Let’s take a moment here to invite some movement and rhythm into the body. Maybe slowly sway from side to side, arms at your side or folded around your body in a gentle self-hug. Notice yourself breathing.
Like all trauma responses, the specific impacts and experiences of trauma anniversary reactions are highly idiosyncratic and individualized. You may have no response at all. You may feel off for a few days, or you may experience more significant and lengthy mood changes. Symptoms of anniversary reactions can be thought of as an exacerbation of the symptom clusters that define Post-Traumatic Stress Disorder (PTSD). Some things to look out for:
Intrusion: reexperiencing thoughts, feelings, and bodily sensations you had at the time the traumatic event occurred or began.
Avoidance: trying hard not to think about what happened and avoiding going anywhere near people, places, or situations that might remind you.
Negative alterations in cognition and mood: feeling sad, fearful, guilty, or powerless.
Arousal and reactivity: the ongoing ringing of the stress alarm, which can cause you to feel on edge or numbed out.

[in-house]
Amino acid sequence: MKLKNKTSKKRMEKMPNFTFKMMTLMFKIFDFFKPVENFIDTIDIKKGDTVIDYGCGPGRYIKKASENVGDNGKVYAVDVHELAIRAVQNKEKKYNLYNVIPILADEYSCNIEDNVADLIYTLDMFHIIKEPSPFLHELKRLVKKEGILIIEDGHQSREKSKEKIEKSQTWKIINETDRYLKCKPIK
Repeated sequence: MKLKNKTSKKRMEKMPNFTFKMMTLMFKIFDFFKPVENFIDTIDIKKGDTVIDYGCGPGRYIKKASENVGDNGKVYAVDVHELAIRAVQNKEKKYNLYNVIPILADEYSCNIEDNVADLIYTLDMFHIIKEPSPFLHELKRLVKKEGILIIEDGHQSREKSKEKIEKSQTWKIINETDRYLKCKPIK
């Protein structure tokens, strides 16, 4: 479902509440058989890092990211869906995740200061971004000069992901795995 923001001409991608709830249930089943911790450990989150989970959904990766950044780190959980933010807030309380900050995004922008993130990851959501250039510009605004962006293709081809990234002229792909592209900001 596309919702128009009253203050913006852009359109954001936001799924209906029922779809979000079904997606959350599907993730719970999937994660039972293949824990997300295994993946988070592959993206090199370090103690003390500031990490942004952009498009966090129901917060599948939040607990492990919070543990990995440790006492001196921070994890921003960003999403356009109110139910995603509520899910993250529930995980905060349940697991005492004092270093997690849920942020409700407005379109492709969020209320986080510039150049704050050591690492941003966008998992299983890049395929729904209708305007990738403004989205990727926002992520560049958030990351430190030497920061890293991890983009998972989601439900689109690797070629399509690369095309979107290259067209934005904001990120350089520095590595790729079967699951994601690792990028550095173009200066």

Beyond these clusters, your body may respond with fatigue, insomnia, pain, or illness. Anxiety may become heightened. Relationships may feel strained. Your appetite could change. There are multitudes of ways we can be impacted, and multitudes of ways we may be able to cope.
Track what’s happening in your body at this moment. See if you’re feeling any tightness in your shoulders, neck, or jaw. Can you release it by intentionally relaxing those areas?
There is no one way, and certainly, no right way, to manage trauma anniversary reactions. Do more of what works, and less of what doesn’t. Sounds simple, right? But it requires attention and intention inward. The first step is bringing the possibility of a trauma anniversary reaction into your awareness. If you’re still reading this, you can check that box. What can make these reactions extra distressing is they seem to come out of nowhere. If instead, you peek at a calendar or your memories on social media, you can hold this frame in mind should new — or rather, old — thoughts, feelings, or sensations pop up.